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White house is signaling for compromise on health care plan

17 08 09 - 13:07

Chances Dim for a Public Plan
White House Opens Door to Compromise on Government Role in Health Overhaul

The Obama administration gave its strongest signal yet that it would be willing to compromise on plans to expand the government's direct role in health-insurance coverage as it fights a growing crescendo of opposition to its effort to overhaul health care.

Health and Human Services Secretary Kathleen Sebelius said Sunday that a new, government-run health-insurance program wasn't the "essential element" of any overhaul plan.

Robert Gibbs, the president's press secretary, said President Barack Obama wants "choice and competition" in the insurance market. Mr. Obama "has, thus far, sided with the notion that can best be done through a public option," or government-run plan, Mr. Gibbs said Sunday on CBS's "Face the Nation." However, he said the bottom line is simply that "what we have to have is choice and competition in the insurance market."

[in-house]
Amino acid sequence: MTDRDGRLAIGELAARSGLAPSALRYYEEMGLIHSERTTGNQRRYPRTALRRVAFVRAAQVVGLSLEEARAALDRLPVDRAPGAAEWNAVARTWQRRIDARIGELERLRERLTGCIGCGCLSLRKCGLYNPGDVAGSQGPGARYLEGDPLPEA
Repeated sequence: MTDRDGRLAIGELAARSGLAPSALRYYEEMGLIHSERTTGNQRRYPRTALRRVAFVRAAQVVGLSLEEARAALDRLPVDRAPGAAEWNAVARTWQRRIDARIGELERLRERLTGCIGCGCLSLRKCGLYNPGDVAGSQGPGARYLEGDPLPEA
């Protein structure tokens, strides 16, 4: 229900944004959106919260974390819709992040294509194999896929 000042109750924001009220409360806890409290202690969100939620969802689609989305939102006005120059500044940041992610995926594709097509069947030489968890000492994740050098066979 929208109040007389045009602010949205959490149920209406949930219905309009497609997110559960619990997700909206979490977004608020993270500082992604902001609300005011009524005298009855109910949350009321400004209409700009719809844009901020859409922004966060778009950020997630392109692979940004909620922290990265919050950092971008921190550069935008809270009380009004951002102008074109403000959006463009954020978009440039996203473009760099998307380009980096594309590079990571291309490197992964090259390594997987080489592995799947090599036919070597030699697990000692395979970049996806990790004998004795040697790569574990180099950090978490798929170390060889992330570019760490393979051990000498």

A day earlier, President Obama defended the public option at a town-hall meeting in Grand Junction, Colo., while leaving the door open to alternative approaches that expand coverage and reduce costs, but don't increase the federal deficit.

The public option, "whether we have it or we don't have it, is not the entirety of health-care reform," Mr. Obama said. "This is just one sliver of it, one aspect of it."

The comments come after a bruising two weeks in which the president's call for a public plan to "keep insurance companies honest" has been interpreted by Republican opponents and some members of the public as a push to drive private insurers out of the marketplace.

Insurance companies have fought a public plan, objecting specifically to one that would use the government's buying power to negotiate rates. The worry is that hospitals and doctors would charge private companies more to make up for being underpaid by the government. Concerns have also been raised that insurers would be unable to compete with such a plan, and that the public option would be a precursor to national health care.